“The main opposition to Schooldev came from charter school opponents, and the town Board of Commissioners made public statements indicating they agreed with the opponents’ concerns,” the brief continued. “The Town’s vague and shifting explanations for the denials have done little to ease fears that the Town made the decision with an unstated antipathy for charter schools.”

In November 2019, developers submitted plans to Wake Forest that included Wake Prep, a proposed K-12 charter school. Wake Forest officials rejected the plans in October 2020, citing concerns about a lack of pedestrian and bicycle “connectivity to adjoining neighborhoods.”

The developer sued Wake Forest. Superior Court Judge Vince Rozier upheld the town’s decision in April 2021.

Wake Prep eventually chose another location in an existing building on Capital Boulevard in Youngsville. But an Appeals Court panel ruled unanimously in July 2022 that Wake Forest could not have the lawsuit tossed out as moot.

Judges Jeff Carpenter and John Arrowood still ruled in favor of town officials. “[W]e conclude Petitioner failed to present competent, material, and substantial evidence” to get necessary development permits “because the evidence did not satisfactorily show Petitioner met the Town’s ordinances requiring pedestrian connectivity to surrounding residential areas and accessibility by schoolchildren to the school,” Carpenter wrote.

Tyson’s dissent cited Wake Forest’s decision to ignore plans “to build a 10-foot-wide multi-use path along the front of the property, inside the public right of way.” That path “would be for pedestrians and cyclists to use as a public sidewalk and path to a neighborhood located at the property’s southern point.”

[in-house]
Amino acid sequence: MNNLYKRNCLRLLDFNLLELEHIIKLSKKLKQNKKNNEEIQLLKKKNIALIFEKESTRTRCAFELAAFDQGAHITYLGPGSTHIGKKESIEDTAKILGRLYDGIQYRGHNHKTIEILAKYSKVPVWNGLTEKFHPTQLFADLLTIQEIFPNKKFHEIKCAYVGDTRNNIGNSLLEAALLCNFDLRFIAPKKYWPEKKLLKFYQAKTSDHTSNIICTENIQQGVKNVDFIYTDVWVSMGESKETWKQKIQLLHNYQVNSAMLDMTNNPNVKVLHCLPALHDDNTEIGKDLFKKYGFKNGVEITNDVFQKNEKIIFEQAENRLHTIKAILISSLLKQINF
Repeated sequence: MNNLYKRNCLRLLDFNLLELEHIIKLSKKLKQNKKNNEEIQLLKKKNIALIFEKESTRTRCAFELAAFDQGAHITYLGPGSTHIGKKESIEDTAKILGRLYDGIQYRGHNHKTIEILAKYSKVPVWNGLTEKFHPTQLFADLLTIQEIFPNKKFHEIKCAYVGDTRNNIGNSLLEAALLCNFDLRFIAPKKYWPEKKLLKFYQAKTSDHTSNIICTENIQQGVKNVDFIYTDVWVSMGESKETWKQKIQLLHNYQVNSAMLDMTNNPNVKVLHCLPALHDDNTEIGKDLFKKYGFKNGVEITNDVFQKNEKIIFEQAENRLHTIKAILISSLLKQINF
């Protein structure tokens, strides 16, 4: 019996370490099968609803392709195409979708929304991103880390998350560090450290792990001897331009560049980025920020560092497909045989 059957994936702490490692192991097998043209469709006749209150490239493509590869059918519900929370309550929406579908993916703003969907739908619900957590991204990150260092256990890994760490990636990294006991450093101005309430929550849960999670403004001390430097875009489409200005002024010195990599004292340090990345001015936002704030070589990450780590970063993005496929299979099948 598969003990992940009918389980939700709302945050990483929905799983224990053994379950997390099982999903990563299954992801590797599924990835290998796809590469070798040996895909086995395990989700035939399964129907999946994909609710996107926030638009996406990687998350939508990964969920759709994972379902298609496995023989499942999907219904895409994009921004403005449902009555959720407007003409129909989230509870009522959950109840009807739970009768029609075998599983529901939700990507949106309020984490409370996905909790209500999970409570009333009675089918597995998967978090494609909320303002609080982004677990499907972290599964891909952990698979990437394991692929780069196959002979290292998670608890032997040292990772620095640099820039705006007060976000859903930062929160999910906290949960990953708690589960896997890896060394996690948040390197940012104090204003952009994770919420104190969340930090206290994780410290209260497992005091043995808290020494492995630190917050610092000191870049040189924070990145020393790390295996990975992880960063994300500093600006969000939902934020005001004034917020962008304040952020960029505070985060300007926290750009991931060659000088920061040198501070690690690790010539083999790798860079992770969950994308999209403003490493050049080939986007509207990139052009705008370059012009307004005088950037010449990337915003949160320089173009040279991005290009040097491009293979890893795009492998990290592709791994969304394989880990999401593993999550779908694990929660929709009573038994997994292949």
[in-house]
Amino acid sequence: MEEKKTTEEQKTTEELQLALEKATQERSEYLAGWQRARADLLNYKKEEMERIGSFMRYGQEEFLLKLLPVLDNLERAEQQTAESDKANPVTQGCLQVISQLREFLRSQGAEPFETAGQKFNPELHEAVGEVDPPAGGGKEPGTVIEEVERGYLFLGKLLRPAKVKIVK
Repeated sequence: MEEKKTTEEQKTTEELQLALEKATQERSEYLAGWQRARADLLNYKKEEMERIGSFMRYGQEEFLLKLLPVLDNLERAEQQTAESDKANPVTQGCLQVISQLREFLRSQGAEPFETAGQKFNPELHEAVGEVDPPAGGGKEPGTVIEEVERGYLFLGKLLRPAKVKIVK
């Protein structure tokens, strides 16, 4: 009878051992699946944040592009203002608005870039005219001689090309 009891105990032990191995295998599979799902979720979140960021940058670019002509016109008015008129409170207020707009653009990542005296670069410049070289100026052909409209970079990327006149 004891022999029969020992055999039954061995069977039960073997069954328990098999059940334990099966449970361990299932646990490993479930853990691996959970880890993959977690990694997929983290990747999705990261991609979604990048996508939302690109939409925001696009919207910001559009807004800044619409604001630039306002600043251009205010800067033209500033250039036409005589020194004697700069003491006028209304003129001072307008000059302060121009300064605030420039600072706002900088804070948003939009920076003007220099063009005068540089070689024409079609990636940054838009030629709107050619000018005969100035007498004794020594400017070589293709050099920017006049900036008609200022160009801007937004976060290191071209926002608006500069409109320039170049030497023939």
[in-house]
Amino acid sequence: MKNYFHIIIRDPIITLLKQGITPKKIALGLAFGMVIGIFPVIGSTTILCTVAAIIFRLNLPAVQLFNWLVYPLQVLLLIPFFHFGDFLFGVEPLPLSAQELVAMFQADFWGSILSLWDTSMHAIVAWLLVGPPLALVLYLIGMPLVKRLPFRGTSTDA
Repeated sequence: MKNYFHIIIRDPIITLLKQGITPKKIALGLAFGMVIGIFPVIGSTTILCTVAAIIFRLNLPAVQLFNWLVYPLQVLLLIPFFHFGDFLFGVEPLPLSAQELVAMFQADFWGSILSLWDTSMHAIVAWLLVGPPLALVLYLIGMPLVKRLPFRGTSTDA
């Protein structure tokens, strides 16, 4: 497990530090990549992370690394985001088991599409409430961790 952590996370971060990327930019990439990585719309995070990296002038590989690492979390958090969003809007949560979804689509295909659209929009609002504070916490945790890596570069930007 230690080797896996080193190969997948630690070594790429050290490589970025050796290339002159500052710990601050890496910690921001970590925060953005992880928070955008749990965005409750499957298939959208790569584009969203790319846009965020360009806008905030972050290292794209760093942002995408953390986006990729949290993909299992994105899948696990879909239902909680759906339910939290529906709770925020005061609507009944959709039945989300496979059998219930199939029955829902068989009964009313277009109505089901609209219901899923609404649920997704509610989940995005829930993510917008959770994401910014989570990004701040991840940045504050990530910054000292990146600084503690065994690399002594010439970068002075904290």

“The Commissioners violated their oath to be an impartial decision maker in a quasi-judicial proceeding,” Tyson wrote. “The decision must be based solely on the evidence presented. The Board ignored the evidence and merely substituted their subjective and unqualified hunches and notions to place an unlawful burden of persuasion upon Petitioner. This they cannot lawfully do.”

Appellate judges disagreed about the proper application of a state law, N.C. General Statute § 160A-307.1. It limits city government requirements for “street improvements related to schools.”

Carpenter and Arrowood did not believe the law limited Wake Forest’s requirements in the Wake Prep case. Tyson disagreed.

“The Town cannot require more as a condition of development approval unless they are ‘required for safe ingress and egress to the municipal street system and that are physically connected to a driveway on the school site,’” Tyson wrote. “This limiting language of the statute could not be plainer.”

When Carolina Journal reported on the Appeals Court ruling last year, the head of the John Locke Foundation’s Center for Effective Education noted the problems created by local governments that oppose new charter schools.

“Some local governments maintain byzantine zoning review and approval processes to deter the development of public charter schools within their jurisdiction,” said Terry Stoops, who directed the center at the time. “Fortunately, the appalling politicization of the zoning process is limited to a few dozen urban and suburban communities typically dominated by NIMBY politicians, bureaucrats, and affluent residents.”

“Rather than working with charter school boards in a good-faith effort to advance the public good, municipalities like Wake Forest shamelessly use their regulatory authority to reinforce their private inclinations and preferences,” Stoops said.

The N.C. Supreme Court has not yet scheduled the Schooldev case for oral arguments.